How I Lived a Year on Just a Pound a day: Book Review

Another one for My Frugal Bookshelf! I have just finished re-reading Kath Kelly’s wonderful book, How I Lived a Year on Just a Pound a Day. It was just as inspiring as the first time around! She is my kind of woman.

Could you live a year on a pound a day?

The book tells the story of an English teacher living in Bristol who made the drastic decision to live on a pound a day to save money for her brother’s wedding present. Her friends thought she was crazy and that she could only achieve this if she became a vegetarian, travelled nowhere and used old rags instead of tampons! She proved them wrong.

During the course of her year living on a pound a day,  she became a yellow sticker officianado, organised  a clothes swapping party, hitchhiked and cycled everywhere and camped for free. She did a WOOFing holiday (where, incidentally, she met her future husband), discovered just how cheaply she could purchase clothes if she turned up at jumble sales just before closing and found a vast number of free events in Bristol, some rewarding her with refreshments just for turning up. She also collected over £100 in money from the pavements on her travels – what a careless bunch we are!

Super frugal

It became more than just a quest to get her brother a decent wedding present, however. She became much fitter from all of the walking and cycling she did (once she had curbed her liking for too many reduced cakes and pies!). She realised how much money she used to fritter and how much we waste as a society. Her super frugal lifestyle revealed our consumerist society to be hugely wasteful and damaging to the environment, as well as people’s bank balances. When Kath Kelly’s year came to an end she knew she couldn’t go back to her previous ways.

She has written a couple of other books since, which I intend to explore. I have just downloaded a sample to my Kindle app of Doing the Right Thing. If I enjoy this I will buy the book.

I purchased my copy of How I Lived a Year on Just a Pound a Day for the Kindle too, although if you prefer an actual paper book you can pick them up second hand on Amazon (my link: How I Lived a Year on Just a Pound a Day by Kath Kelly ( 2008 ). Please note  if you purchase anything through either of my links I will receive a small commission. The Kindle version is a bargain at only £2.08.


16 thoughts on “How I Lived a Year on Just a Pound a day: Book Review

  1. I am always sceptical of such claims as living on a £1 a day, but I don’t dispute that this particular person achieved this, and now she can make money from a book on the subject to boost her coffers, so good luck to her.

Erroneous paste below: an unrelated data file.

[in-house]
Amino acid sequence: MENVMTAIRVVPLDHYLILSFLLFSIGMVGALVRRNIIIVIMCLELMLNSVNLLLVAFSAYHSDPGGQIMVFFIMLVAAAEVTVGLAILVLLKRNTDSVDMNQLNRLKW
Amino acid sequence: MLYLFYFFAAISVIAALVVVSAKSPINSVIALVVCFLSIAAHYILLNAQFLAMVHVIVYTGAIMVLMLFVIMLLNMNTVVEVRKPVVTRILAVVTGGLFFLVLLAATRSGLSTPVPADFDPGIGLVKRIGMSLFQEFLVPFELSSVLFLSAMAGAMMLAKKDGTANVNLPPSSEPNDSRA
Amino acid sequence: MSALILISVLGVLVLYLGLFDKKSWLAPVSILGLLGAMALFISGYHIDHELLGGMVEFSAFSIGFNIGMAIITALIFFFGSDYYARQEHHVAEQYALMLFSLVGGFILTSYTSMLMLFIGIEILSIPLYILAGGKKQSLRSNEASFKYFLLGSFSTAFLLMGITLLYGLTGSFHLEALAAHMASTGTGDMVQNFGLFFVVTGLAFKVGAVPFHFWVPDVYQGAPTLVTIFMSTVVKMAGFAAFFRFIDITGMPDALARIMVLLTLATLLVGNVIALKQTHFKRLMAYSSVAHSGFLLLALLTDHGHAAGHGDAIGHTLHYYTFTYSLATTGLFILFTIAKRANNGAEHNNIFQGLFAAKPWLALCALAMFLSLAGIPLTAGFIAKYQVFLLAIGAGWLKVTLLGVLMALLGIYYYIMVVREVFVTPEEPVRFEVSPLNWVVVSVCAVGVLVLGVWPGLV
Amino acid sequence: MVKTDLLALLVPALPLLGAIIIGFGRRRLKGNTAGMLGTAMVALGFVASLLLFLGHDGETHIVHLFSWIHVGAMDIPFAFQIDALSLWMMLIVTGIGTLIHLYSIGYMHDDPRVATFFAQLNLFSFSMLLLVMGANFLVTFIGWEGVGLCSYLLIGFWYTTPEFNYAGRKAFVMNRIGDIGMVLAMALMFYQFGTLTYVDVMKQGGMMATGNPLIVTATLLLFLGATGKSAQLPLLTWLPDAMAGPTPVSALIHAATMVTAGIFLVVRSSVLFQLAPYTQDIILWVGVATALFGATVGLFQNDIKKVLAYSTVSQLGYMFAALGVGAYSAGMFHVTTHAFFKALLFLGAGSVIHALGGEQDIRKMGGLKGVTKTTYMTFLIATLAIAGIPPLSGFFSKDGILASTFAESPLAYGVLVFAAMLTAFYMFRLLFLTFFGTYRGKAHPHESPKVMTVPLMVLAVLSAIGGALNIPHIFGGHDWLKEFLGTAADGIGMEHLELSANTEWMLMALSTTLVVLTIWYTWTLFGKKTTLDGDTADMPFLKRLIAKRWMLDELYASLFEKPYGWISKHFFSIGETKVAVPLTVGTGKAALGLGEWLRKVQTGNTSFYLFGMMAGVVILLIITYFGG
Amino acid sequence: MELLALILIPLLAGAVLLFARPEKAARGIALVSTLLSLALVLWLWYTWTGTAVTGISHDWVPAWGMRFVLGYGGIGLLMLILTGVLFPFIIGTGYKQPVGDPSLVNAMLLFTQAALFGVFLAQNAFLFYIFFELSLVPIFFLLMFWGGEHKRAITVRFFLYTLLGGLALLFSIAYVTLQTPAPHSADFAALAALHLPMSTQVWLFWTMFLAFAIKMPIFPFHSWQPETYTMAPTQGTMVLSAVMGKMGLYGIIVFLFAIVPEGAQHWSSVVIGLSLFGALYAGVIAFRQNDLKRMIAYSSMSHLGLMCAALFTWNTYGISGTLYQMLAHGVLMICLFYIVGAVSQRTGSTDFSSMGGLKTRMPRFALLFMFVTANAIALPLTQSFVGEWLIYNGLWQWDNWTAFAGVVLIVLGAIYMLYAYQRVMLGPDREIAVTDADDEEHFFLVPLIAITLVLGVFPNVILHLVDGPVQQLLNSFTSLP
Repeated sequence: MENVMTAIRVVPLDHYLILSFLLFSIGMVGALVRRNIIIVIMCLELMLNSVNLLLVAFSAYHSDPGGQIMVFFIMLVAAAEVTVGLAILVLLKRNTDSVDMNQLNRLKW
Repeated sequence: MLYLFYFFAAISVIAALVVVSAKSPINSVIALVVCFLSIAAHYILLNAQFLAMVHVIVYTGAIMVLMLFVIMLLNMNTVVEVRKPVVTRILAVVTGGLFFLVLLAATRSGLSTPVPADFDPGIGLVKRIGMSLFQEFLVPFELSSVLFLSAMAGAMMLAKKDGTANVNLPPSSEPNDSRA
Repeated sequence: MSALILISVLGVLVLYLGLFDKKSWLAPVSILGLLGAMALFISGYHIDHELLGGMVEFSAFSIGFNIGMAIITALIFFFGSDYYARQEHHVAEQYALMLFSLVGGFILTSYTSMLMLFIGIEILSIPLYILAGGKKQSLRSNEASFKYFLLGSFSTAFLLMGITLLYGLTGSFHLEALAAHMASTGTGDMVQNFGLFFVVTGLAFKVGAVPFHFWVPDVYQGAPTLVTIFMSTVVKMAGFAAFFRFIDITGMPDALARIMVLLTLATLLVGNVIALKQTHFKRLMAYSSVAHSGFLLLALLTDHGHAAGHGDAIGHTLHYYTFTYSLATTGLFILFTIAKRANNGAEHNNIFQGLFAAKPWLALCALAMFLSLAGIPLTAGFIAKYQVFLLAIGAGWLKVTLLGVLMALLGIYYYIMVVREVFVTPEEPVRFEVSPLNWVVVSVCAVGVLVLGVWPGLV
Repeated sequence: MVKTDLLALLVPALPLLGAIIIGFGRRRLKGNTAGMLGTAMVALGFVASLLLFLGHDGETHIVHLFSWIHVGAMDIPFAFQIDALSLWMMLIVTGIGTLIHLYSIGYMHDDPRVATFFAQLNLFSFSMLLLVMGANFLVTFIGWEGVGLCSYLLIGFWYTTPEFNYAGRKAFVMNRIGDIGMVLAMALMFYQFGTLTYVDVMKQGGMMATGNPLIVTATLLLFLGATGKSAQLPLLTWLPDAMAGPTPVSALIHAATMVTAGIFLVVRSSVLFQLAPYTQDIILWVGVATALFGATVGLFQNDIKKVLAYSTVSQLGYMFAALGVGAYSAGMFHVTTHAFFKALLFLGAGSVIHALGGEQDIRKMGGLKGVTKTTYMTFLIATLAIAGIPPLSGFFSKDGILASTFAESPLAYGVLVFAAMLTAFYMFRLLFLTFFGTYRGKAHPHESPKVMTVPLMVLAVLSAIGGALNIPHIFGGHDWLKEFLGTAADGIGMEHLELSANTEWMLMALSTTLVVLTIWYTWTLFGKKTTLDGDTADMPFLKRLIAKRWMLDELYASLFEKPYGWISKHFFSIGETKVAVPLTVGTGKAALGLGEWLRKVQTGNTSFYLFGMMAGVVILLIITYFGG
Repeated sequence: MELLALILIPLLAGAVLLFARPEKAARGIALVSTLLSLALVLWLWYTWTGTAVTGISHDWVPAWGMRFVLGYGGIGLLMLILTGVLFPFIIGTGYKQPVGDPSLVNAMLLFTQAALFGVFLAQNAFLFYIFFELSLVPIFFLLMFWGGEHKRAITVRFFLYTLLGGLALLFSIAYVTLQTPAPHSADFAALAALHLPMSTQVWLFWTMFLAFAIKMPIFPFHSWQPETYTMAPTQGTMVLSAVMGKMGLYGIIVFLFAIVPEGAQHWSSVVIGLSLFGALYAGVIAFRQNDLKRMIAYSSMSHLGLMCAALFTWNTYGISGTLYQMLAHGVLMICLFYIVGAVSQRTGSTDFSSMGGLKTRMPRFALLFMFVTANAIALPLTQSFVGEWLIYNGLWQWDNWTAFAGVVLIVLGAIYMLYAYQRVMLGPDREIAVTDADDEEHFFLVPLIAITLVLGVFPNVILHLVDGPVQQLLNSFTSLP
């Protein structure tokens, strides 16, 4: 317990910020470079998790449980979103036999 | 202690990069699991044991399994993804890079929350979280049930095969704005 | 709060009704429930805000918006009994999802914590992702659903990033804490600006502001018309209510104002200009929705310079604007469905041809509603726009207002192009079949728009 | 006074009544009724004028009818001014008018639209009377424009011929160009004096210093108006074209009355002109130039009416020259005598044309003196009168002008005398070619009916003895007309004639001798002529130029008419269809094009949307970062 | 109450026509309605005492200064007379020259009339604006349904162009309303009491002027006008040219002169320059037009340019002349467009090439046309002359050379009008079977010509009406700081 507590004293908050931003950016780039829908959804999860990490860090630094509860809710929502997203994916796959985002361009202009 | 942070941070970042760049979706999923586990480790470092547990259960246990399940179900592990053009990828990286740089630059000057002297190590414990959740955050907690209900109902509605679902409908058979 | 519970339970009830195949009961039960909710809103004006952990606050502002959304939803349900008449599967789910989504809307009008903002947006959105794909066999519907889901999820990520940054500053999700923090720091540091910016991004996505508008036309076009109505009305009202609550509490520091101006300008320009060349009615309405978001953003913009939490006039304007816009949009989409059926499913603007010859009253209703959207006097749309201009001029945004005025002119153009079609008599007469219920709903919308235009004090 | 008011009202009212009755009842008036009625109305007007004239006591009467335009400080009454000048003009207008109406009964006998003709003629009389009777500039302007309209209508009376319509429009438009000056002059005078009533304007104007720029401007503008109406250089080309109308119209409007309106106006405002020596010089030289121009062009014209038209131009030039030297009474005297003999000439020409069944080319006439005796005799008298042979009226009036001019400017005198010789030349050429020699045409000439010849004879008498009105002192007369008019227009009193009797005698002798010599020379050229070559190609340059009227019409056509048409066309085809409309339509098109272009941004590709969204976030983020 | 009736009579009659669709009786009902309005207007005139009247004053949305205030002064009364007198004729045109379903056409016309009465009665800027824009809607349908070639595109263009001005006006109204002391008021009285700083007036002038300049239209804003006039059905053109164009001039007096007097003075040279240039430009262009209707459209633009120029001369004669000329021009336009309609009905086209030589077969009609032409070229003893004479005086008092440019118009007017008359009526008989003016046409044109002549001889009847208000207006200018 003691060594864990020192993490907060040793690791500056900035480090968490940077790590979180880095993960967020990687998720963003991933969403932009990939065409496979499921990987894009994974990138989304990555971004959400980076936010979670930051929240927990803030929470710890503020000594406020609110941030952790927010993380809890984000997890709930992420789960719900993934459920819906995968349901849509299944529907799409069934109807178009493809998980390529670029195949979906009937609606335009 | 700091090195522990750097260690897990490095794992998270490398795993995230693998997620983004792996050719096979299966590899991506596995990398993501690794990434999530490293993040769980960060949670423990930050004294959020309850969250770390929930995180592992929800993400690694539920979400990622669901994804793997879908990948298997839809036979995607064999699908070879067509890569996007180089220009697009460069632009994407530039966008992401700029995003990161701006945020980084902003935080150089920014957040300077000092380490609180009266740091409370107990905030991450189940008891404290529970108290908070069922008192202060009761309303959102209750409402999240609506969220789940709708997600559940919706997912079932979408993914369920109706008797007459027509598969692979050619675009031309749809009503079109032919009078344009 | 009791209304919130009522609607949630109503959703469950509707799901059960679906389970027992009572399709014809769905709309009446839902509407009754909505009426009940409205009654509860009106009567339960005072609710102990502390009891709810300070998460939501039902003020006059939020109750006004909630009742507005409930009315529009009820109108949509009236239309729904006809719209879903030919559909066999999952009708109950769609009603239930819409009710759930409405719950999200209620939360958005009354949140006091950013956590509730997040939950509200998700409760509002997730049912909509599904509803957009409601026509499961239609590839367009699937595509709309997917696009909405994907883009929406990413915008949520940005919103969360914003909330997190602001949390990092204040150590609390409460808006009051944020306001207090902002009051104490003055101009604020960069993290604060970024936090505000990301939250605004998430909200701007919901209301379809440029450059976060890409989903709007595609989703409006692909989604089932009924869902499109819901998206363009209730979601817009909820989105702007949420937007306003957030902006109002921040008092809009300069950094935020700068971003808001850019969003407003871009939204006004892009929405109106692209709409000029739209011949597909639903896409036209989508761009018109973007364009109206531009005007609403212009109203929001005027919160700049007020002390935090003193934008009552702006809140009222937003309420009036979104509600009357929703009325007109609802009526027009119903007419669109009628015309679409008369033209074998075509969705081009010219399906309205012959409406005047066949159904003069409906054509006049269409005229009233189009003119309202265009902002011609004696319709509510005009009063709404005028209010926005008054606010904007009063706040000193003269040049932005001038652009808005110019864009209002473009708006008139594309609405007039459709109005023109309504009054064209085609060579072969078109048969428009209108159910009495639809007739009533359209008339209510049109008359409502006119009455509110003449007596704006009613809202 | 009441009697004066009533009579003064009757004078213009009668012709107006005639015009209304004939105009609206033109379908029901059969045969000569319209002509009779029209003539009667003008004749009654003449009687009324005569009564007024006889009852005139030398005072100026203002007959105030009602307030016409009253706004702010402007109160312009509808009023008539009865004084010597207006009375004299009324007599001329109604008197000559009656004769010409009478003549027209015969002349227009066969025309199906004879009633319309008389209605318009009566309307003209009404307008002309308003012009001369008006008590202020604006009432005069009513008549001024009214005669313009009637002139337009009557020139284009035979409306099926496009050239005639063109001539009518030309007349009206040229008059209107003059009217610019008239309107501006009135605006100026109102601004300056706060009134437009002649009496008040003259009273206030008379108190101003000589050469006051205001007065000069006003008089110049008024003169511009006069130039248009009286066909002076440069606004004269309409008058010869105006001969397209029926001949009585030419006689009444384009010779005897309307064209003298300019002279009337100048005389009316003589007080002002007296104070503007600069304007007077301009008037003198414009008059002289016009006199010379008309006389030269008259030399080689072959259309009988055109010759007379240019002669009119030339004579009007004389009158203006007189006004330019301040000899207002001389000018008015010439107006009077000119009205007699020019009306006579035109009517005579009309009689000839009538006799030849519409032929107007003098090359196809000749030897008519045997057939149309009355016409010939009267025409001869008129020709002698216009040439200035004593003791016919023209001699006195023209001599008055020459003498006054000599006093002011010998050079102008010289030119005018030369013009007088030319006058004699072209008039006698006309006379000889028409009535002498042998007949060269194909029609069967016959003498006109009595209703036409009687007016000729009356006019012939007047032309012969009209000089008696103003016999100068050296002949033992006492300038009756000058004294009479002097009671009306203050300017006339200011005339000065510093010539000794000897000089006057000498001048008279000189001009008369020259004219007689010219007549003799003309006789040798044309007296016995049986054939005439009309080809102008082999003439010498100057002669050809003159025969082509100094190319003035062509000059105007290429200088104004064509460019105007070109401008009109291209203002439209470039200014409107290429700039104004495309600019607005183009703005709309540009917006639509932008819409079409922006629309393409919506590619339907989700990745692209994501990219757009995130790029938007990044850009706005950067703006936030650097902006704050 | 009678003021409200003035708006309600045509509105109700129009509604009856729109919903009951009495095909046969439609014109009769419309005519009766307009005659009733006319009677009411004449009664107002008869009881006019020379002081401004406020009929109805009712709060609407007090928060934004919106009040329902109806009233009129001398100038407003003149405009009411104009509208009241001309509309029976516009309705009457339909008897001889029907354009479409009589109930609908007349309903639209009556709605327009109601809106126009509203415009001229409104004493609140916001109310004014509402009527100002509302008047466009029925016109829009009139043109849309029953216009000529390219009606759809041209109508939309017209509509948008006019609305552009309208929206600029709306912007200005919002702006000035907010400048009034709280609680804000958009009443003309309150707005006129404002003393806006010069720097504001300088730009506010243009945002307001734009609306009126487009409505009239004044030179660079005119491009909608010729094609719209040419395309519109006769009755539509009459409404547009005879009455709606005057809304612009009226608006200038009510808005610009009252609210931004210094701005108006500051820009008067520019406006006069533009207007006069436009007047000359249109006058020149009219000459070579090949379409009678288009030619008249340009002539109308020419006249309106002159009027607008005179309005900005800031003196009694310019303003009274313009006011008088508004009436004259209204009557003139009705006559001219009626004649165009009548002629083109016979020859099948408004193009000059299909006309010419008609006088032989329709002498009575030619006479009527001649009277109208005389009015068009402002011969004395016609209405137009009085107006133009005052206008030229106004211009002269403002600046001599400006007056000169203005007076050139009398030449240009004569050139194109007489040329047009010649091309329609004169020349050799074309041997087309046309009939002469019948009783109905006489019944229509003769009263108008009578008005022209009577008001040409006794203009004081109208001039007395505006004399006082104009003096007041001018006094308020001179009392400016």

However, how would someone be able to afford certain things such as lavatory paper, soap, shampoo, the very basics of healthy living, not to mention food which they couldn’t grow themselves, on £1 a day, or £7 a week? No, I shan’t be buying the book as I don’t feel any reason to live on £1 a day, I am just not spendthrift by nature, but neither am I a total frugal person, either.
    We need to keep things in proportion, we need to buy things in order to balance the economy. It wouldn’t be very good if everyone lived totally frugally, or on £1 a day; there would be no trade, companies would lose money, jobs would be lost. I know I’m taking things to the extreme but this is basic economics, surely? Balancing spending to suit income is what is needed, i.e. living within one’s means.

    • It was 2006, by the way, so it might be harder now. Toiletries were all Asda Smartprice plus free samples from various places. Food was mostly reduced or free at the various events she attended. She doesn’t live that cheaply now but has continued to avoid the crazy excesses of our throwaway society. It was an challenge rather than a call for everyone to do the same. A very interesting read, even if you don’t fancy trying it

  2. PS I forgot to mention did the £1 a day include her council tax, electricity, gas, water, insurances, car tax, car insurance, petrol, etc, if she indeed drives a car? If no, then this isn’t living on £1 a day, is it?

  3. I really enjoyed this book. It was one of our core reading books for the life writing module at uni. I re-read it quite recently. I loved the way she looked for any free events where they offered refreshments!

  4. I read her story when it was serialised in a magazine and I have now doubt she achieved everything she said she did. I think we all have the ability to live on far less without too many compromises.

  5. I had this book – it went off to ziffit recently.It was OK but only for someone living in a city! Free events are a rare bird in the country as is finding money on the pavements, I count myself lucky to find 1p and I always Look! Mind you we are a careful lot in Suffolk!